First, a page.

Key Belarusian opposition figure Andrei Sannikov went on trial in Minsk Wednesday on charges of organizing anti-government protests last December. Sannikov is one of five former presidential candidates facing trial.
Sannikov founded the news-site Charter 97
A key figure in the Belarusian opposition went on trial in Minsk Wednesday on charges of organizing mass anti-government protests last December.
Andrei Sannikov, a former deputy prime minister who founded the opposition news-site Charter 97, faces 15 years in prison if convicted of the charges against him.
Although considered the leading opposition presidential candidate in Belarusian elections last December, Sannikov officially received only 2.5 percent of the vote. Longtime president Alexander Lukashenko won a fourth term in office with 80 percent of the vote.
The European Union and the United States have called the elections flawed.
The opposition subsequently took to the streets to protest the results, resulting in a violent crackdown in which seven of the nine presidential candidates - including Sannikov - were arrested.
The Lukashenko government has cracked down on the opposition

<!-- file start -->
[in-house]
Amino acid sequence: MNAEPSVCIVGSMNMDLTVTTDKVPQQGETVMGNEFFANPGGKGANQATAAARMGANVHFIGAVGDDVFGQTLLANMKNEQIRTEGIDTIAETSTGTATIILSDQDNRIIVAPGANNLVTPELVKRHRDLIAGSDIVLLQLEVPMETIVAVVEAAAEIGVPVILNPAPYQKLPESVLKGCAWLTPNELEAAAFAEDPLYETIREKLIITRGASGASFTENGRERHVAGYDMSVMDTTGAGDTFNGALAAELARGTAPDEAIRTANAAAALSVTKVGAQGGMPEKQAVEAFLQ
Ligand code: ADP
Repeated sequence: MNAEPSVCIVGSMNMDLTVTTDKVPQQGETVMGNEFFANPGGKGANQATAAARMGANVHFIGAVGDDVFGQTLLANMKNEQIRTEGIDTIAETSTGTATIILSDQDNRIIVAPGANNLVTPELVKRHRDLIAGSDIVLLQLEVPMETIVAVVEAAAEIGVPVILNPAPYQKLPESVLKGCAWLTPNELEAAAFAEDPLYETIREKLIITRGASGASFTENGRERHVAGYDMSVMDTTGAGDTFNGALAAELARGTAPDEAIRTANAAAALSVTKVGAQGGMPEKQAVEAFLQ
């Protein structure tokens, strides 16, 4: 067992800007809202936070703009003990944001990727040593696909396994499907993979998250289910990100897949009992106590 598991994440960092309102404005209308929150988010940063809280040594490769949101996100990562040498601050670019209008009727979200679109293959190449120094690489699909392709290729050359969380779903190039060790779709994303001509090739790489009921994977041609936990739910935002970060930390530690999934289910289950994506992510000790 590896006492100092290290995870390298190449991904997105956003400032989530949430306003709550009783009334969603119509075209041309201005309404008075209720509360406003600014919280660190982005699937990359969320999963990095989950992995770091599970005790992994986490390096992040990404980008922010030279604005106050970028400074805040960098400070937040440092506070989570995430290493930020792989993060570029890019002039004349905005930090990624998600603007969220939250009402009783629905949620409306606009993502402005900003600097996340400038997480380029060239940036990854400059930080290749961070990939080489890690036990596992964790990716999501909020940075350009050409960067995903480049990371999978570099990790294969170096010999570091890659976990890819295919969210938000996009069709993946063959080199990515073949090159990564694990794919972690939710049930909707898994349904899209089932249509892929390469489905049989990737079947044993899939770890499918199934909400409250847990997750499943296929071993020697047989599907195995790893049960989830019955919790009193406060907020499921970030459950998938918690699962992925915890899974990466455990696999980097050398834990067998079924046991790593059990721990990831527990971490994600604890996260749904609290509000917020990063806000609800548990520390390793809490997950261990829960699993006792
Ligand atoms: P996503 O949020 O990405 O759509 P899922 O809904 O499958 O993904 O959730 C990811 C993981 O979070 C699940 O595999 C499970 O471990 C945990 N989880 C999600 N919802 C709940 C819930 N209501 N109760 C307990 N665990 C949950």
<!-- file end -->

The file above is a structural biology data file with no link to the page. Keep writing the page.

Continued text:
Opposition on trial
Sannikov appeared in court in a metal cage and pleaded innocent to the charges against him. Although several of the other arrested candidates have been released pending trial, the Minsk court denied an appeal by Sannikov's attorneys that he be released on bail.
Earlier on Wednesday, one of Sannikov's close aides was sentenced to two years in jail for "violating public order" after the December election. Dmitry Bondarenko helped organize Sannikov's presidential campaign.
Sannikov's wife - Irina Khalip - remains under house arrest where she is monitored by two members of the Belarusian security service, the KGB. Khalip is a writer for the Russian opposition publication Novaya Gazeta.
More than 40 people arrested during the crackdown in December have been ordered to stand trial, including five of the detained presidential candidates.
Fears of crackdown
The trials come during a period of high political tensions in Belarus. Earlier in April, a bomb attack on a metro station in the capital, Minsk, sparked fears Lukashenko would use the incident to crackdown even harder on the already fractured opposition.
At least a dozen people were killed in the bombing. Lukashenko had subsequently called for a review of all politicians' statements as the investigation into the attack continues.
According to the opposition, Sannikov remains defiant.
"Sannikov has not been broken, he has written no letters of contrition to the dictator," wrote Charter 97's chief editor Natalya Radina.
Author: Spencer Kimball (Reuters, AFP)
Editor: Rob Turner